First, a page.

There is a practice in which you fling a rooster around your head three times, utter the phrase "This is my exchange, this is my substitute, this is my atonement. This rooster will go to its death while I will enter and proceed to a good long life and to peace," sacrifice the rooster, and give it to the poor. It sounds like some ancient, pagan practice that is either made up or no longer practiced.
I can tell you that this practice is not made up and is still practiced. It gets even better. It is a practice of Jewish origin called kapparot, which is interestingly neither mentioned in the Bible nor the Talmud. When I first heard of this ritual, I surely thought that someone was pulling my leg. It truly seems like one of those practices that was a part of the past, but much to my amazement, it is still practiced by Orthodox Jews, most of whom are Haredi.
There are multiple reasons to oppose such a practice:
1) Just think about what you are uttering in this practice. "This is my exchange, this is my substitute, this is my atonement." This is a clear-cut example of vicarious atonement. Vicarious atonement is a Christian belief, not a Jewish one. Jesus did not die for our sins and the death of a chicken does not negate one's misdeeds, even if you try to argue that the Hebrew word גבר means both "man" and "rooster." To believe as such would be a violation of some of Judaism's most basic tenets, mainly that prayer and sincere repentance, i.e. teshuva, bring about forgiveness.
2) This practice violates the Jewish value of tza'ar baylei chayim, or the prohibition of being cruel to animals. During Yom Kippur Services, we read G-d's Thirteen Attributes of Mercy. If G-d's mercy is what we emphasize during this time of year, and if being "created in His Image" is done through imitating G-d, doesn't it seem a bit hypocritical to treat chickens in a cruel manner? Normally, I am not one to show PETA propaganda, mainly because I know they have such an axe to grind. However, this footage below best illustrates the practice. Viewer discretion advised.
3) Much like tashlich, the purpose of this practice is to bribe Satan (Machzor Vitri). The Lurian notion that the rooster is Satan himself, and the slaughtering of the roost weakend the demon, does not help. Even if you substitute the chicken with coins wrapped by a handkerchief, which many Orthodox Jews thoughtfully do in order to not violate tza'ar baylei chayim, you still have not removed the superstition from the ritual. Many rabbis, such Rabbi Solomon ben Adret, also known as Rashba, recognized the practice as such, and opposed it for this very reason.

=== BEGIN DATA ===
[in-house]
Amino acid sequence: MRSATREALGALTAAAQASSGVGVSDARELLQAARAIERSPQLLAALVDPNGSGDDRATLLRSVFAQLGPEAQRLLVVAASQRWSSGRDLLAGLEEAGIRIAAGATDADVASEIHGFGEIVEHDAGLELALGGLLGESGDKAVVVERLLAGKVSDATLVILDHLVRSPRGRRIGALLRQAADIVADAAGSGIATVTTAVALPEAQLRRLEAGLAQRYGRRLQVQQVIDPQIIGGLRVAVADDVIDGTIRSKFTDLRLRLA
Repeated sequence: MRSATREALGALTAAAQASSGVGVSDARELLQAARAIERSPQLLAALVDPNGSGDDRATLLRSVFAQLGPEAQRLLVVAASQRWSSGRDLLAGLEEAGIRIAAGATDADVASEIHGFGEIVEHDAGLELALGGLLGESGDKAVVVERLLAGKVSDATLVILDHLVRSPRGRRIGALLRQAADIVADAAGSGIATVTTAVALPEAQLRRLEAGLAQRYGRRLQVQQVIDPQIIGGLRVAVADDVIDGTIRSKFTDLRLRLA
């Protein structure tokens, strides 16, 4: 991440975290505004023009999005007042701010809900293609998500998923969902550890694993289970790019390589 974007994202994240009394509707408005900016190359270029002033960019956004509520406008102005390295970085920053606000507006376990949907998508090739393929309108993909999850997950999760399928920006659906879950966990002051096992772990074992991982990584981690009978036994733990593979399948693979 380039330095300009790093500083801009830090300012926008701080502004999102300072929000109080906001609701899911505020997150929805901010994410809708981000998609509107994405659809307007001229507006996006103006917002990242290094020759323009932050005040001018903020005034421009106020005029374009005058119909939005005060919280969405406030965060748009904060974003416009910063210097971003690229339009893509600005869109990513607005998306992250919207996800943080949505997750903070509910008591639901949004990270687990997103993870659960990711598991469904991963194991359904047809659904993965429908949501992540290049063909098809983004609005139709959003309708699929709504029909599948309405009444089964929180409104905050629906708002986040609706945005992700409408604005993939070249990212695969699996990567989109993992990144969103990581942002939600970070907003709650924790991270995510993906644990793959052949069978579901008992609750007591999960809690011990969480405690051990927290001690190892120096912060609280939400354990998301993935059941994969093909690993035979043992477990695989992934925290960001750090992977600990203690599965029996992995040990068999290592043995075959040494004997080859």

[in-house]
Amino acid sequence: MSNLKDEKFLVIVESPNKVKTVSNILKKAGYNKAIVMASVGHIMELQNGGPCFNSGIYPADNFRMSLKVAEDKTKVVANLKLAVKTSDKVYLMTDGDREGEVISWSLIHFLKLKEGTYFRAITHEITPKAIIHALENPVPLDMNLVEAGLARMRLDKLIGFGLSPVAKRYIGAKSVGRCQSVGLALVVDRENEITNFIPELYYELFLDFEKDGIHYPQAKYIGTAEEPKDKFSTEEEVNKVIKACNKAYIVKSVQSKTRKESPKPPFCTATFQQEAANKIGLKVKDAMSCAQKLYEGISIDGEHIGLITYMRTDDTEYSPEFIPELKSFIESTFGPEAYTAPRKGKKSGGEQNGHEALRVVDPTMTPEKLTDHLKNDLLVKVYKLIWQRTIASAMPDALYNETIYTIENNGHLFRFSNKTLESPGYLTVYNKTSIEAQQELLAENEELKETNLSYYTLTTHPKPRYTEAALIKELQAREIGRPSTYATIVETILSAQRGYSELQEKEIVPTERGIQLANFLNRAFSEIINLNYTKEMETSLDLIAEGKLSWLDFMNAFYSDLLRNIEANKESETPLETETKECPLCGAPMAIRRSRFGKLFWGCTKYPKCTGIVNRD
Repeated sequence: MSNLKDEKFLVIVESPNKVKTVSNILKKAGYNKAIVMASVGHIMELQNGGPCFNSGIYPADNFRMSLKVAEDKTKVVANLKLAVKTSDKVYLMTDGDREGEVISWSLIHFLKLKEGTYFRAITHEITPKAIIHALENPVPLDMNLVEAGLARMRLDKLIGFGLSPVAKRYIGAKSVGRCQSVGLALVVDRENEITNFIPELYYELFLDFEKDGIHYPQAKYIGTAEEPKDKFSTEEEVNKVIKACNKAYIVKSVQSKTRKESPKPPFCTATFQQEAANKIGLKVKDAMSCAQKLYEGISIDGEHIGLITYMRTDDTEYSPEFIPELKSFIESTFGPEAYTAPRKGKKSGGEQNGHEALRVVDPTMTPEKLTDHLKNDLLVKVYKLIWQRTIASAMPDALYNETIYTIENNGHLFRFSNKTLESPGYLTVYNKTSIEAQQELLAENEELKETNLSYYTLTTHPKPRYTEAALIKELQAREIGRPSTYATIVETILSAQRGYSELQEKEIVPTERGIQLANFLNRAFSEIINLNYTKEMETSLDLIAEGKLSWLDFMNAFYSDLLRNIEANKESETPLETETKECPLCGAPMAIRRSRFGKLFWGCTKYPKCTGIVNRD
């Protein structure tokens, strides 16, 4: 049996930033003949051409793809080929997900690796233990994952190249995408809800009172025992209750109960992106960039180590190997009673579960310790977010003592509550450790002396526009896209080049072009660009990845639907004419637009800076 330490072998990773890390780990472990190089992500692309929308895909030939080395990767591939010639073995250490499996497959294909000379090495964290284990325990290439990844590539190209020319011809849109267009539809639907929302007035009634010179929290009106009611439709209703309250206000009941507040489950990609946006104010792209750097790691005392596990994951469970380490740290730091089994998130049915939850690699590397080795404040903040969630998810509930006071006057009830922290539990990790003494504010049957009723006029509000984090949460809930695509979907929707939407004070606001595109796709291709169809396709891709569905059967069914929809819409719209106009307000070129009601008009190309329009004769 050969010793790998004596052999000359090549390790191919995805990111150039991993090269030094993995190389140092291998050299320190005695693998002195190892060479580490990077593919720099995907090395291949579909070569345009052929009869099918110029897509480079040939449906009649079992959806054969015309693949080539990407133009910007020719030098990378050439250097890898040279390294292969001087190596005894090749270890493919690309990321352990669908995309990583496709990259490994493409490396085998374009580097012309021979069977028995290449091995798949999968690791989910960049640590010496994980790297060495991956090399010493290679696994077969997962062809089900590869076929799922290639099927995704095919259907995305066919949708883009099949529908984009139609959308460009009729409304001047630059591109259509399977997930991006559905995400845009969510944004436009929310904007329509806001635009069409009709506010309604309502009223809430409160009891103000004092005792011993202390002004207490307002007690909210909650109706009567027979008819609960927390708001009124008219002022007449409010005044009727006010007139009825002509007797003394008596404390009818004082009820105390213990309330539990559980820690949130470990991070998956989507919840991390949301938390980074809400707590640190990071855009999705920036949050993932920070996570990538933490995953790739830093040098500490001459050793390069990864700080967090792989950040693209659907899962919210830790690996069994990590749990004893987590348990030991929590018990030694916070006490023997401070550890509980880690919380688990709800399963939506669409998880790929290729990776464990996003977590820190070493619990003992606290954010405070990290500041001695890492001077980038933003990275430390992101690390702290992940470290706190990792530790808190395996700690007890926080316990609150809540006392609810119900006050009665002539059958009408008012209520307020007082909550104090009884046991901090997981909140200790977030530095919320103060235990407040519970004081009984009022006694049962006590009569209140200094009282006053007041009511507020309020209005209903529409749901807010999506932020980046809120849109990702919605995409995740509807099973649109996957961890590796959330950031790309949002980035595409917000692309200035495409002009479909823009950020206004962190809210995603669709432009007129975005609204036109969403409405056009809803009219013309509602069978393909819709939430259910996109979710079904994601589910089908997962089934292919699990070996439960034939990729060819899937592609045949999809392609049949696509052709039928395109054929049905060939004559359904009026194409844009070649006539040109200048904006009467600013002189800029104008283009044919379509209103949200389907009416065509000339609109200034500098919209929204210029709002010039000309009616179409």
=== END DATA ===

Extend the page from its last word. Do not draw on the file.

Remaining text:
4) Unfortunately, those who hold superstitious beliefs most likely have a low level of education. The reason why I bring up this correlation is because the people who practice this rite will most likely take the practice literally. If one sees this practice as an actual form of vicarious atonement, then one will think that they are cleansed from their sins. This would lead them to believe that they get off scot-free, which means that they think they do not have to do any actual teshuva. This vulgar mentality will detract people from introspection and sincere repentance. That means no personal growth and no progress, which is a true violation of the spirit of Yom Kippur.
Conclusion: Rabbi Yosef Karo, the author of acclaimed halachic text Shulchan Aruch, called this practice a minhag shtut, which is a "foolish or stupid custom that should be thrown out." Maimonides realized that this rite was such a minhag shtut that he never added it in any of his legalistic texts. Customs (minhagim) such as these should be examined with scrutiny. If the practice fits the definition a minhag shtut, such as the practice of kapparot, we not only should take it off the books, but we are halachically able to do so (Tosafot on Talmud Pesachim 51a; Maimonides, Mishneh Torah, Hilchot Issurei Biah; Be'er Heitev, Orach Chaim 182 in Hilchot Birkat Ha'mazon, Orach Chaim 653 in Hilchot Lulav, Orach Chaim 551:4 in Hilchot Tisha B'av).
If I wanted to take an alternative view to make the rite at the point where I would practice it, I would ask for the following modifications: a) make sure that the kapparot is done with money, b) take out any idolatrous elements, and c) make sure the utterance focused on the actual themes of Yom Kippur rather than vicarious atonement or the bribery of Satan.
Since I don't see the "traditional establishment" taking on innovation such as this, I will leave with the following thought. Rather than rely on a chicken to atone for your sins, I ask that all Jews to do the Jewish thing this Yom Kippur by sincerely repenting for what one has done in the past in order to improve on oneself for the upcoming year.
גמר חתימה טובה!